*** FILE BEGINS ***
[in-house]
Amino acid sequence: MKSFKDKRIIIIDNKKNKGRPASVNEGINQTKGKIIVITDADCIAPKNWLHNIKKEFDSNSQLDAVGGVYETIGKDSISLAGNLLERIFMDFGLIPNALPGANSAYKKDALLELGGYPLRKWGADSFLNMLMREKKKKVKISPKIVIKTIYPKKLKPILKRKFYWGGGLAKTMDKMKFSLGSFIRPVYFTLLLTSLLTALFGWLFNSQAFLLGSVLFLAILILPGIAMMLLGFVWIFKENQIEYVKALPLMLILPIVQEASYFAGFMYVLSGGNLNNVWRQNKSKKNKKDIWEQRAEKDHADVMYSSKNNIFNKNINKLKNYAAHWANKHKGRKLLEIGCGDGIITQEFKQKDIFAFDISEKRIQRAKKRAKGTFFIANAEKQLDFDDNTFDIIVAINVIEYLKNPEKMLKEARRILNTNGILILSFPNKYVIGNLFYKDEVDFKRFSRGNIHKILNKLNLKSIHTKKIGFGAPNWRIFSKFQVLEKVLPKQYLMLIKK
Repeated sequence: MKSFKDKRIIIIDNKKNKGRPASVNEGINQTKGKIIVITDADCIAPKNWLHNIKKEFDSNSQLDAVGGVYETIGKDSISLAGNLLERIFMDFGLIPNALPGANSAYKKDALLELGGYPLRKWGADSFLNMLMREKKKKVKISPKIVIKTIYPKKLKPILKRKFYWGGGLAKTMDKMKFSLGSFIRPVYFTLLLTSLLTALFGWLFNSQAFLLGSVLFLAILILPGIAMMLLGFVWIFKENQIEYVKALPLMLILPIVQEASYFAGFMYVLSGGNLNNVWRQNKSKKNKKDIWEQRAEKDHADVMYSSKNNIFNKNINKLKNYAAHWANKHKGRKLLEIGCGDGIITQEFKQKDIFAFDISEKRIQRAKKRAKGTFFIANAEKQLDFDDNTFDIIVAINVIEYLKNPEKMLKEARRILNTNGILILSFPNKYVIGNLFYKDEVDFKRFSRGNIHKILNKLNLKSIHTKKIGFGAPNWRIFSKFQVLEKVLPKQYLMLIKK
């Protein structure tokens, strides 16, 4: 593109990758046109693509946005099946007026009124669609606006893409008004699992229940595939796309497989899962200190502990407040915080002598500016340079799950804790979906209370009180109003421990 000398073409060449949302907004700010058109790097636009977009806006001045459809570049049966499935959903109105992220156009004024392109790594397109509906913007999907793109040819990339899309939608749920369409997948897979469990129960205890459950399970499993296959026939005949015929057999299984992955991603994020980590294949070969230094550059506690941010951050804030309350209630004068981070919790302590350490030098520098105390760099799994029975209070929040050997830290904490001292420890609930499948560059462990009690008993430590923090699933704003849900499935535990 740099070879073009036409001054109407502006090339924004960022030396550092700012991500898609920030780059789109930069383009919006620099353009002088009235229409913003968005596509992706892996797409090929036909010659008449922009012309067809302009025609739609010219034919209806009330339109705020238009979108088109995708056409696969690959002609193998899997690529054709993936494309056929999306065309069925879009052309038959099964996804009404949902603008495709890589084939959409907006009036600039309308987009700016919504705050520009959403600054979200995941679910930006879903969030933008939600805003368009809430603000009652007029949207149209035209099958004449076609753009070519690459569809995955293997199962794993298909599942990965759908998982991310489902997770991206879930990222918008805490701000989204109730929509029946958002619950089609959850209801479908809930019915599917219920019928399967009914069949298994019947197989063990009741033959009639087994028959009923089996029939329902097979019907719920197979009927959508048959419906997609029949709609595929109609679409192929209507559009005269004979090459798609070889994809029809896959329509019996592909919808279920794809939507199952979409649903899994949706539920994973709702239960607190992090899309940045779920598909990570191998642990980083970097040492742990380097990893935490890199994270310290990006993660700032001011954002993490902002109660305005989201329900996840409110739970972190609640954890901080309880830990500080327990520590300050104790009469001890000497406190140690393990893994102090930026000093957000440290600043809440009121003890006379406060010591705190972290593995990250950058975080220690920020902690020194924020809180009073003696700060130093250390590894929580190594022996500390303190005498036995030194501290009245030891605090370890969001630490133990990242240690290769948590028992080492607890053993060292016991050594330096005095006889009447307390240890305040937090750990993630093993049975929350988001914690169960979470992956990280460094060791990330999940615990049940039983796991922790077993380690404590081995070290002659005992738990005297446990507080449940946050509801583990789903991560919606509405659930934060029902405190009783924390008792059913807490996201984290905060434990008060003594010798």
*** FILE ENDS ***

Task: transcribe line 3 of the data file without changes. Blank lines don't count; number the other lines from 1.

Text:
Repeated sequence: MKSFKDKRIIIIDNKKNKGRPASVNEGINQTKGKIIVITDADCIAPKNWLHNIKKEFDSNSQLDAVGGVYETIGKDSISLAGNLLERIFMDFGLIPNALPGANSAYKKDALLELGGYPLRKWGADSFLNMLMREKKKKVKISPKIVIKTIYPKKLKPILKRKFYWGGGLAKTMDKMKFSLGSFIRPVYFTLLLTSLLTALFGWLFNSQAFLLGSVLFLAILILPGIAMMLLGFVWIFKENQIEYVKALPLMLILPIVQEASYFAGFMYVLSGGNLNNVWRQNKSKKNKKDIWEQRAEKDHADVMYSSKNNIFNKNINKLKNYAAHWANKHKGRKLLEIGCGDGIITQEFKQKDIFAFDISEKRIQRAKKRAKGTFFIANAEKQLDFDDNTFDIIVAINVIEYLKNPEKMLKEARRILNTNGILILSFPNKYVIGNLFYKDEVDFKRFSRGNIHKILNKLNLKSIHTKKIGFGAPNWRIFSKFQVLEKVLPKQYLMLIKK